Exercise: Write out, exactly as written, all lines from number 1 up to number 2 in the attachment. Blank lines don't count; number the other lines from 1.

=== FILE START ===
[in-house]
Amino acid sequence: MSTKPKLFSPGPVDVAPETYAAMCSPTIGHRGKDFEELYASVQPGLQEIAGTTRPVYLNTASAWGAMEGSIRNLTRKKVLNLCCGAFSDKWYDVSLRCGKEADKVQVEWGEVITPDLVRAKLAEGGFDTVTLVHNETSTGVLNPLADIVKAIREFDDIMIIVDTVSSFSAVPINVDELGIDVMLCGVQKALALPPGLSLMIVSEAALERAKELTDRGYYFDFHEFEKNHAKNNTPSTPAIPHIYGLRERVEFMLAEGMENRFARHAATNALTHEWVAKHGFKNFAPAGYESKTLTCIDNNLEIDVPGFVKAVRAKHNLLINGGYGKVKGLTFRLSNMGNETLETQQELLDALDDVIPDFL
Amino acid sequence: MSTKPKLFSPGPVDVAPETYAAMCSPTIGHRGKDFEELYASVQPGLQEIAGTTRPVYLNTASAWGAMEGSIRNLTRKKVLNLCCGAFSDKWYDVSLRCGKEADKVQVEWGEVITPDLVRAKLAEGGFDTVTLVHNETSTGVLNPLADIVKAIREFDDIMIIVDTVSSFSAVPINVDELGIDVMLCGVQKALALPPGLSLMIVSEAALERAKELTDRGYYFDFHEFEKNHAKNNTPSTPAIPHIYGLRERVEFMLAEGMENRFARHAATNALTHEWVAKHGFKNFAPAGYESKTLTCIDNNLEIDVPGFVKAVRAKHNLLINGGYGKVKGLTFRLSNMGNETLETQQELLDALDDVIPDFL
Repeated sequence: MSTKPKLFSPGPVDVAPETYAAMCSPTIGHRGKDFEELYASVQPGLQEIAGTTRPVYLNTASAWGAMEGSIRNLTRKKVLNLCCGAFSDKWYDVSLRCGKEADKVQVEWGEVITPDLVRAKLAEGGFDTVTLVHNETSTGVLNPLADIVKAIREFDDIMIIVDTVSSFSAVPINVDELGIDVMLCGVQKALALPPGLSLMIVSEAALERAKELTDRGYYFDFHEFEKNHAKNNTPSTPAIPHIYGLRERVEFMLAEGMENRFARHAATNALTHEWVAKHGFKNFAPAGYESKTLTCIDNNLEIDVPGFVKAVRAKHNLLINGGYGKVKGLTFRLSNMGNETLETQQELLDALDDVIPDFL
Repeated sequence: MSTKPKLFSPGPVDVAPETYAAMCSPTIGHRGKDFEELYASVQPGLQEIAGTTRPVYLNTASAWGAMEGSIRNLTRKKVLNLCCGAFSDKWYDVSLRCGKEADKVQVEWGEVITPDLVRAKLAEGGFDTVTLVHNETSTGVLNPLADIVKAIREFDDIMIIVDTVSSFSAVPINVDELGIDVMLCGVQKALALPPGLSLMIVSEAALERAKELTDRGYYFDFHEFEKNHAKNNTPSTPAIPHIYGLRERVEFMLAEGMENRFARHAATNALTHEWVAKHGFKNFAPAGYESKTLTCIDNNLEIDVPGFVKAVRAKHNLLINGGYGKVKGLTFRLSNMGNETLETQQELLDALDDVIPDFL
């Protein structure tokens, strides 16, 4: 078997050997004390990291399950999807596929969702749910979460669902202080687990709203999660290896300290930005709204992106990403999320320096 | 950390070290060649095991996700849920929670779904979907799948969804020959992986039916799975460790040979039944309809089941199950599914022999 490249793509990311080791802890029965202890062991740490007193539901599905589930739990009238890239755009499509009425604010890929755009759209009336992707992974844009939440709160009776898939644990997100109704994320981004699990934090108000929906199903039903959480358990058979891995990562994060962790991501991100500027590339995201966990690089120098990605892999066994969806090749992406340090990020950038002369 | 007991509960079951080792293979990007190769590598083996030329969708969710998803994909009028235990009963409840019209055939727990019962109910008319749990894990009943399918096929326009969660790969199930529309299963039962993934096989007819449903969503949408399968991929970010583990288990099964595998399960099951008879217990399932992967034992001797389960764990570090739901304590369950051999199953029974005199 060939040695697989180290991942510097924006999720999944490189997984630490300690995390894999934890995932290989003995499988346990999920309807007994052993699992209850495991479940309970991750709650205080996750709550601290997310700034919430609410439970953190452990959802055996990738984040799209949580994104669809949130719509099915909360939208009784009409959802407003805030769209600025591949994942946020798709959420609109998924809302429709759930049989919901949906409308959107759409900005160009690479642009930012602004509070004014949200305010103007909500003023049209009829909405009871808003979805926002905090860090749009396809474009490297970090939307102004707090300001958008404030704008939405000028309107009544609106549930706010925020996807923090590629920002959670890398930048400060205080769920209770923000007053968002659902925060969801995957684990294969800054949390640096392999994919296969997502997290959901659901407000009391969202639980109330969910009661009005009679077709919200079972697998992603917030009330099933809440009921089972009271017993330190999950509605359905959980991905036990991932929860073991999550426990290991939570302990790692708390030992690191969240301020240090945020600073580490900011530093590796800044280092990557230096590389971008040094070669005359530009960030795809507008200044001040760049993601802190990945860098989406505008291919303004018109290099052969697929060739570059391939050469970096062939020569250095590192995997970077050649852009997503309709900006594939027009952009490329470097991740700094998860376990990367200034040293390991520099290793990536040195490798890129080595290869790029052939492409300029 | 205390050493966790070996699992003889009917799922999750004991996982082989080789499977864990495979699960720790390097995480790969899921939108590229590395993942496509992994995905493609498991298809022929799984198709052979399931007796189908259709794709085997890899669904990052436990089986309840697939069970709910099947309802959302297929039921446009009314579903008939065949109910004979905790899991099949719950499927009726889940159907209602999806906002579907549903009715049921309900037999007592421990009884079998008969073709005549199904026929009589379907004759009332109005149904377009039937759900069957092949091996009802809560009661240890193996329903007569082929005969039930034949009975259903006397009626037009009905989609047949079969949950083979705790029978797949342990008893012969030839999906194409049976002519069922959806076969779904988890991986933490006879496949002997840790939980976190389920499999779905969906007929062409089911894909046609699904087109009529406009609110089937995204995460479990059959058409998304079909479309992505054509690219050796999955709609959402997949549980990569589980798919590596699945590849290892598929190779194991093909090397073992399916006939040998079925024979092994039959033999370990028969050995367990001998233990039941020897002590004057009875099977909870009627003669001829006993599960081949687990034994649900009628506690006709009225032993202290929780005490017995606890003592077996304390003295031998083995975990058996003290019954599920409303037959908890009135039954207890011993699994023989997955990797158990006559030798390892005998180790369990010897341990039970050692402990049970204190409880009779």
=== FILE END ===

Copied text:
[in-house]
Amino acid sequence: MSTKPKLFSPGPVDVAPETYAAMCSPTIGHRGKDFEELYASVQPGLQEIAGTTRPVYLNTASAWGAMEGSIRNLTRKKVLNLCCGAFSDKWYDVSLRCGKEADKVQVEWGEVITPDLVRAKLAEGGFDTVTLVHNETSTGVLNPLADIVKAIREFDDIMIIVDTVSSFSAVPINVDELGIDVMLCGVQKALALPPGLSLMIVSEAALERAKELTDRGYYFDFHEFEKNHAKNNTPSTPAIPHIYGLRERVEFMLAEGMENRFARHAATNALTHEWVAKHGFKNFAPAGYESKTLTCIDNNLEIDVPGFVKAVRAKHNLLINGGYGKVKGLTFRLSNMGNETLETQQELLDALDDVIPDFL